It’s the “digital plumbing” that makes everything else work.

And more often than not, I find folks who just don’t have it in focus. They either don’t like dealing with the technical stuff and therefore ignore it, or they’re overwhelmed by it.

That is how mistakes happen. Big mistakes.

For example, if you don’t put in the effort to optimize your website speed, you’ll end up losing visitors who can’t wait around for the pages to load. Or if you don’t have a handle on your email deliverability, it won’t matter how good your email copy is, because your messages won’t get to the recipient’s inbox.

This technical stuff doesn’t have to scare you. And you don’t have to tackle it alone. There is plenty of help out there for getting your infrastructure set up properly. I recommend trying to find experts who are familiar with the exact platforms you’re using.

For instance, if you need help with Unbounce landing pages, reach out to an Unbounce expert.

By the way, that’s what I specialize in when I’m not working on GrowthMarketer.

You’re not optimizing towards specific behaviors

If you like psychology, you’re going to love this section. Why? Because great marketing involves quite a fair amount of behavioral psychology.

I’m not talking about the sleazy “mind tricks” that scammers try to play on an unsuspecting crowd. No, I’m talking about simply taking an honest interest in learning about human behavior and what compels people to take action.

A great starting point is a book called Influence by Robert Cialdini.

Also, check out the Fogg Behavior Model, which explains one of the most important behavioral concepts you’ll ever need to know in one simple graph.

At the end of the day, what you’ll realize is that the best marketers know how to reduce “friction” and increase motiviation for the audience at every step.

It’s all about reducing friction and increasing motivation. If you can remember that, you’ll be well ahead of most marketers.

You’re utilizing the wrong channels at the wrong time

Channels are the lifeblood of a marketing campaign. It’s like the highway that connects your audience to your offer and messaging.

And channels are everywhere. Search engines are channels. Social media platforms are channels. Email marketing is a channel. The list goes on and on.

Those three channels that I just mentioned—search, social, and email—are probably the three most important ones that you should learn about first. If you can master those three, you’ll be able to generate endless traffic and really kick things up a notch.

Each channel has its own complexity. Let’s take “search” for instance. What we’re really talking about is Google (sorry Bing). But there’s a free side and paid side to marketing via Google.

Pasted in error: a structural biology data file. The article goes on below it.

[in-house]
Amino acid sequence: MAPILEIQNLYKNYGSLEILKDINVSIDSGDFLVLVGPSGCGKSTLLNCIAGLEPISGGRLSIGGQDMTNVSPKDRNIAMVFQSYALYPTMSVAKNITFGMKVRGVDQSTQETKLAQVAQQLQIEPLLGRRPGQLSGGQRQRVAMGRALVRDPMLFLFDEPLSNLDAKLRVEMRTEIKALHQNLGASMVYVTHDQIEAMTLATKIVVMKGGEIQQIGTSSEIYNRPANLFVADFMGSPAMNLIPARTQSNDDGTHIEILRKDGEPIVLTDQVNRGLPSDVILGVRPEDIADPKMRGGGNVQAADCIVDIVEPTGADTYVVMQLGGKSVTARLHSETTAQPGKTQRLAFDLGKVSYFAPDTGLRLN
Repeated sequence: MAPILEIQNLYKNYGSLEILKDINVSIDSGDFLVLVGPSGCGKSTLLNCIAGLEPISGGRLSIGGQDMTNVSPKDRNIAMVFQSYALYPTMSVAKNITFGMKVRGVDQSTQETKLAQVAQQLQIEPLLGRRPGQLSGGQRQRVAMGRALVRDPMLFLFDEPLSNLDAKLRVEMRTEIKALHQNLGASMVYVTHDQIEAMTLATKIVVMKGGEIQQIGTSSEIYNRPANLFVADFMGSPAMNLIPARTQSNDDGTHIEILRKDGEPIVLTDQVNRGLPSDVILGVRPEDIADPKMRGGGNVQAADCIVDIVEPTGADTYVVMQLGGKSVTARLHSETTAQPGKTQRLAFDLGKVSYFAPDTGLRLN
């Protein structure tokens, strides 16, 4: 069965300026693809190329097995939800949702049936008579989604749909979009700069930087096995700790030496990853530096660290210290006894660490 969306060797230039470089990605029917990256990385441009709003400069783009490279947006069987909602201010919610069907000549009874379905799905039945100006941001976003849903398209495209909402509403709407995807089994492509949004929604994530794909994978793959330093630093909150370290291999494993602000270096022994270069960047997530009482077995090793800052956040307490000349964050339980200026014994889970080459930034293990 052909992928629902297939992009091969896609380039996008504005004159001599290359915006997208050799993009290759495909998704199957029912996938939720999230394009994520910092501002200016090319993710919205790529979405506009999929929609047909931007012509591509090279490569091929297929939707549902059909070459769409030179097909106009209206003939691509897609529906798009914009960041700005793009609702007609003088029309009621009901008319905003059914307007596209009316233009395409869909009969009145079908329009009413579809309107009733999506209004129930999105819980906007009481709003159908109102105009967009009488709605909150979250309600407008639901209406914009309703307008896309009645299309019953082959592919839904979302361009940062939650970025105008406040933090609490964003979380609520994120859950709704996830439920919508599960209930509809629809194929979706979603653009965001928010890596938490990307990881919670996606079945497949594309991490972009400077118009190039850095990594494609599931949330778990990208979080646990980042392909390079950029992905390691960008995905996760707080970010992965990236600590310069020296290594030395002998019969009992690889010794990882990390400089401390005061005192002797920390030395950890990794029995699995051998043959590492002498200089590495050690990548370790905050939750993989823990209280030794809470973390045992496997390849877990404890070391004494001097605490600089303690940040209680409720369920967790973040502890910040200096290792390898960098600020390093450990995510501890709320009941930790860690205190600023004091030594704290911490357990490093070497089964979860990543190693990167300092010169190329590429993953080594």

You can either play the long game—search engine optimization (SEO)—and try to get “free” traffic to your site, or you can advertise using Google Ads and start generating traffic as early as today.

Is one route better than the other? Nope.

Both free and paid traffic should play key roles in your traffic strategy. But often, what you’ll find is that as you explore different channels and start generating traffic, you’ll find one or two that work far better than the others for your specific needs.

Those are the channels you should scale.

You’re ignoring the data

Ah, data. We can’t talk about growth marketing without discussing data. In fact, if you don’t love digging into data, can you even call yourself a growth marketer? It’s part of the rules of the game.

But hey, we didn’t all go to school for data science. I know I sure didn’t. I don’t really consider myself a data geek, but I know enough to be able to dig out the insights I need to optimize a marketing campaign or discover new data-driven opportunities. That’s all you really need to be able to do.

For starters, you’ll want to get a handle on both quantitative and qualitative data.

Quantitative data is the “what.” A good example is Google Analytics. You can use it to figure out what happened on your site. It’s pretty cut and dry.

Qualitative data on the other hand focuses more on answering the “why” question. Why did someone go through your funnel and not convert? Why is your ad not getting any clicks?

Answering these questions is more difficult. It takes different tools. It also takes a more hands-on approach using customer interviews, surveys, session recording analysis, etc.

I recommend checking out a tool called Hotjar if you want to learn more about the qualitative side of things so you can start answering the “why” questions. It’s not going to solve everything for you, but it’s a good start.

Now what?

This article turned into a beast. I only planned to write a short summary of each point. But hopefully, the additional context was helpful in understanding these 7 key marketing mistakes.

I wish I had this list when I was first getting started 11+ years ago. It would have saved me—and my clients—a lot of trial and error.

But anyway, now you have it. So bookmark it, make notes, and keep these tips in mind as you launch or improve your marketing campaigns.

And oh—if you found any of my advice helpful, will you do me two simple favors?

First, consider sharing this post on Twitter and helping others discover the tips. I even wrote a tweet for you. Share it in just 2 clicks here.